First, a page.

Before the 2010 election, the Garrard County Fiscal Court fixed the salary for the county jailer for the ensuing term to be $20, 300.02 per year. After completing Tuggle's term, Middleton ran for jailer and was elected and continued to serve as the Garrard County Jailer. In 2012, Middleton filed suit in circuit court contending that: (1) he was entitled to the difference between the salary he had been paid for fulfilling the expired term and the salary Tuggle received during his tenure as jailer; and (2) as a matter of law, the Garrard County Fiscal Court was statutorily barred from lowering the county jailer's salary before the 2010 election to an amount less than the $30, 547.97 that Tuggle received. Related to his suit, Middleton also requested an award of attorney's fees.

         The trial court granted partial summary judgment to both parties. First, the circuit court ruled that Garrard County was obligated to pay Middleton $30, 547.97 while he completed Tuggle's term. But second, the trial court ruled that the fiscal court was statutorily authorized to reduce the jailer's salary before the commencement of a new term, so Middleton had no continuing entitlement to a minimum salary of at least $30, 547.97. And finally, the trial court denied Middleton's request for attorney's fees. .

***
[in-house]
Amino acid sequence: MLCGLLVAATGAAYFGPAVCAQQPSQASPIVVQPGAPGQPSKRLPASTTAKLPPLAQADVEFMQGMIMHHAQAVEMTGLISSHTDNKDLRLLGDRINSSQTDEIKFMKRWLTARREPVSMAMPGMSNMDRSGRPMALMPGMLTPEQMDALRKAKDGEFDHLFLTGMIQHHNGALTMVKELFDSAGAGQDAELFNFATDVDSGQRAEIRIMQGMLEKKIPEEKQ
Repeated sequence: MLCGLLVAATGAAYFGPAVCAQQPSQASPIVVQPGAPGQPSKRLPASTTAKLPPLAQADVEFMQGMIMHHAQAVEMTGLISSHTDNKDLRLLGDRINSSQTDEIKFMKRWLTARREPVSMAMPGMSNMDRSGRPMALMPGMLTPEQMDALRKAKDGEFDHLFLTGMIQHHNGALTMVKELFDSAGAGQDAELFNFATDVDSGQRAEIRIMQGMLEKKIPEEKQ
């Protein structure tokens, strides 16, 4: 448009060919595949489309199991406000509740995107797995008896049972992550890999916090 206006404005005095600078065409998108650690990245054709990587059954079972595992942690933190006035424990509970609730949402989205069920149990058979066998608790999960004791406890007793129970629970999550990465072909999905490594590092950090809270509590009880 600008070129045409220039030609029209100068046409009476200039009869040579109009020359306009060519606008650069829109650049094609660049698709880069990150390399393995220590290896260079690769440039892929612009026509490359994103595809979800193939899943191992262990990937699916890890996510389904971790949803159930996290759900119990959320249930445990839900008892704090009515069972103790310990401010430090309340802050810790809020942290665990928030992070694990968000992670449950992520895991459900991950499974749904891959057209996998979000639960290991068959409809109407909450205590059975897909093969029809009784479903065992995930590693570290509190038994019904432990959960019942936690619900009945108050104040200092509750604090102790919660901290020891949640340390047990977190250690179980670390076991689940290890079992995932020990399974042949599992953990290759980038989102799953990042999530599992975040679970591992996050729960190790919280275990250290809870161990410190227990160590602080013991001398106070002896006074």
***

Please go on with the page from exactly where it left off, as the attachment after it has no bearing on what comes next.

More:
Both parties appealed to the Kentucky Court of Appeals. The appellate panel affirmed the circuit court's ruling that the fiscal court could not reduce the county jailer's salary during the course of an elected term and held that Middleton was entitled to the difference between his pay and Tuggle's. The panel also rejected Middleton's request for attorney's fees. But the Court of Appeals reversed the ruling allowing the fiscal court to reduce the jailer's salary between terms. Relying on Wallace v. King[2], the panel held that the plain language of KRS 441.243(3) prohibits the county jailer who does not operate a full-service jail to receive a salary lower than he received the prior year.

         We granted Garrard County's motion for discretionary review to determine whether KRS 441.245 applies only to mid-term salary alterations or whether it broadly limits a fiscal court's ability to set jailer salaries in a general sense. Because we agree with the Court of Appeals that the plain language of KRS 441.243(3) dictates this admittedly odd, yet not absurd, result, we affirm the ruling below.

         II. ANALYSIS.